• $\begingroup$ Yes I know that the higher altitude the smaller speed of sound. I just want to make simple argument regarding the mach as speed unit. $\endgroup$ – AirCraft Lover Jan 27 at 14:35
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Knot. Pilots think and communicate with ground personnel in knots. HUD tells you knots. Textbook tells you to increase speed to 500 knots after takeoff, and land at 150 knots.

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    $\begingroup$ You might want to add a US in front of Pilots, Textbooks and Instruments. $\endgroup$ – Raffzahn Jan 27 at 12:11
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As usual it calls for a Well, But... answer.

The legal unit is worldwide km/h, kilometer per hour.

For all practical purpose most countries use knots, except when it comes to high altitude flight, when the mach number may be used in reporting.

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    $\begingroup$ "The legal unit is worldwide km/h": Which law are you referring to? $\endgroup$ – mins Jan 27 at 10:26
  • $\begingroup$ The law of nature :)) But serious, Measurement is worldwide defined in SI units. Satute and nautical mile are since quite some time no longer based on their own definitions, but defined based on the meter. Practical usage of miles and thus knots is therefore legally use of km (and km/h). $\endgroup$ – Raffzahn Jan 27 at 12:10
  • $\begingroup$ As far as I understand, ICAO is the international body for recommendations in international aviation. Then each country writes an AIP where it states any deviation from ICAO recommendations. Regarding units, this is part of Chicago Conv. Annex 5 which states that there is no date to stop using foot or nautical mile or knot. Only China and Russia have switched to SI units if I remember correctly. $\endgroup$ – mins Jan 27 at 19:10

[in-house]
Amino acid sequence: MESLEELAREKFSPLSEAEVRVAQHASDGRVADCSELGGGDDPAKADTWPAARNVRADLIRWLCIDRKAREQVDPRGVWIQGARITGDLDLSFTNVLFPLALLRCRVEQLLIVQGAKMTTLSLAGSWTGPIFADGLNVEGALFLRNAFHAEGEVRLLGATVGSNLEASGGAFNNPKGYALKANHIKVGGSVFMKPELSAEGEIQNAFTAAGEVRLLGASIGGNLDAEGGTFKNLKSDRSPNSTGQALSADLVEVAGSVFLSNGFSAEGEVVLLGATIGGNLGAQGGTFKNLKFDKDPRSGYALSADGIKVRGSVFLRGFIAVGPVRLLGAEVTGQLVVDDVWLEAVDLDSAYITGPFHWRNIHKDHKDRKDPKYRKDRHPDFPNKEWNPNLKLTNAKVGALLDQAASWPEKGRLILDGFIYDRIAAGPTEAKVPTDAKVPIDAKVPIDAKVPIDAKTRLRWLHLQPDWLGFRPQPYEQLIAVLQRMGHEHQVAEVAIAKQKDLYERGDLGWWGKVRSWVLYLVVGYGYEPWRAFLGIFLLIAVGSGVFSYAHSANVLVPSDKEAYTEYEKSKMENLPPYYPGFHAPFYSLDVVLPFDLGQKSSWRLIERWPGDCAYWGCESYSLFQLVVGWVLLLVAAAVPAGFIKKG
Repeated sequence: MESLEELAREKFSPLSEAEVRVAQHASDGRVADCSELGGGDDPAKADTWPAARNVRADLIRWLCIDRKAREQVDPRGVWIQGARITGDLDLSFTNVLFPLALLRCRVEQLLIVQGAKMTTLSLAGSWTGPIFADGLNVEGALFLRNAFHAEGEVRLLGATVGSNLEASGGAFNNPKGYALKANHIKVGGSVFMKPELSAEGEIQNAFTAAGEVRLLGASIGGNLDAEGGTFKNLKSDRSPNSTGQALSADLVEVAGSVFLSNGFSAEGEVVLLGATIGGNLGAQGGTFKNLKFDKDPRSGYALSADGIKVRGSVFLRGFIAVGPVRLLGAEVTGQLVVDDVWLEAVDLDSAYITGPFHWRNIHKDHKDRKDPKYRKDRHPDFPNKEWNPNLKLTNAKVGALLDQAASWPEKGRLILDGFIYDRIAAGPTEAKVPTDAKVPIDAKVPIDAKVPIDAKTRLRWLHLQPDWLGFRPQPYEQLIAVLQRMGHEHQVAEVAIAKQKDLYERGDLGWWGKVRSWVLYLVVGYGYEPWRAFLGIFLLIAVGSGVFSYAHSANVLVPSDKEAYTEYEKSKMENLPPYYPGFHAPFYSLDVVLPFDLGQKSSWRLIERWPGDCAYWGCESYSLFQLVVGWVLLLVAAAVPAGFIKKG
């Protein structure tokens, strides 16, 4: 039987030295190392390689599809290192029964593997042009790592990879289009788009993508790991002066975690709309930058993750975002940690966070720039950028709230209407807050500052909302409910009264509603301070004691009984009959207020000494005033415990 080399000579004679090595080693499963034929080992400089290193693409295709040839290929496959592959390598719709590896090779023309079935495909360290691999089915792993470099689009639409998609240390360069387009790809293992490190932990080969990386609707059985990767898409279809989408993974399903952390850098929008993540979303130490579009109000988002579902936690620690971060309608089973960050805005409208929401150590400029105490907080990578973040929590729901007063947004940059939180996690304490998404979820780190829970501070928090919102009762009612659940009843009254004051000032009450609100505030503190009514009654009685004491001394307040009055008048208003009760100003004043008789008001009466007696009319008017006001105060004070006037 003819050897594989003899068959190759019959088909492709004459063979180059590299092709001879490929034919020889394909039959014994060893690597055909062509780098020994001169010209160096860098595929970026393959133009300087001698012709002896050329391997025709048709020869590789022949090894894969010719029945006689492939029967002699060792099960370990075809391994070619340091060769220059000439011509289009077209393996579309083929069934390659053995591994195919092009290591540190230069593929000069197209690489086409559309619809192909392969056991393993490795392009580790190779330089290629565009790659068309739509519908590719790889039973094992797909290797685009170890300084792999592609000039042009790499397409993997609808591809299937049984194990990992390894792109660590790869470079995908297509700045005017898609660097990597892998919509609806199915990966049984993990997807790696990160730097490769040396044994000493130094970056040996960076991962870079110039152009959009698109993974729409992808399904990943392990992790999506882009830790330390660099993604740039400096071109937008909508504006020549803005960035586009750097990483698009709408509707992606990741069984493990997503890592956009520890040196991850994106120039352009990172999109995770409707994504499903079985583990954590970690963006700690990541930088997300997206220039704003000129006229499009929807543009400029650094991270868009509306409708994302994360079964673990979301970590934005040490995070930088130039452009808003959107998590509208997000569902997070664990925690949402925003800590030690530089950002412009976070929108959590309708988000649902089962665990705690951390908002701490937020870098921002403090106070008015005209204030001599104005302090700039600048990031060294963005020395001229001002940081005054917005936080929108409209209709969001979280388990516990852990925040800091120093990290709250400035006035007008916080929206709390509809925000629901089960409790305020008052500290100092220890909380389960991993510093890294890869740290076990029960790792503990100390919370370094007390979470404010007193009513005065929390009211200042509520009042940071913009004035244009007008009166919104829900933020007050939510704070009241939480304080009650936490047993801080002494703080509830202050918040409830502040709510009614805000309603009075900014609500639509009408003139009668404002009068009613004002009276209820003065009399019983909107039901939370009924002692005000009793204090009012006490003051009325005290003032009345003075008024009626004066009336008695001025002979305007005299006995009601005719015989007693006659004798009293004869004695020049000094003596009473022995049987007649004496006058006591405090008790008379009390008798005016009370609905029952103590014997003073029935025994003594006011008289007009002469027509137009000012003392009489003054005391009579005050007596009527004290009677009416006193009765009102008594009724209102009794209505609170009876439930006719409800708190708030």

• $\begingroup$ @mins Mind to read my reply at whole? Even the mile is nowadays defined by using SI units. it's no longer a defined as a latitude minute, but 1852m. Isn't it? Thus the legal base is the meter. And That's as well why I diferentiated between legal definition and practical use - much like ICAO does. $\endgroup$ – Raffzahn Jan 27 at 19:12
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    $\begingroup$ @mins, just to nitpick: China and Russia never 'switched' to SI units (in aviation), they always used them. (Continental) Europe did too, but switched to knots/feet after WWII due to US/British influence. $\endgroup$ – Zeus Jan 29 at 1:20
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As said above, Knots are used internationally mainly for convenience. 1 Knot =1 Nautical Mile/per hour. And a Nautical mile is 1 degree taken at a meridian i.e a great circle. This relation comes quite handy for navigation since if you traveled at 1 kt you’ve done 1’ of arc in 1 hour....

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    $\begingroup$ So, the distance of nautical mile will be different between equator and near the polar, right? $\endgroup$ – AirCraft Lover Jan 27 at 17:36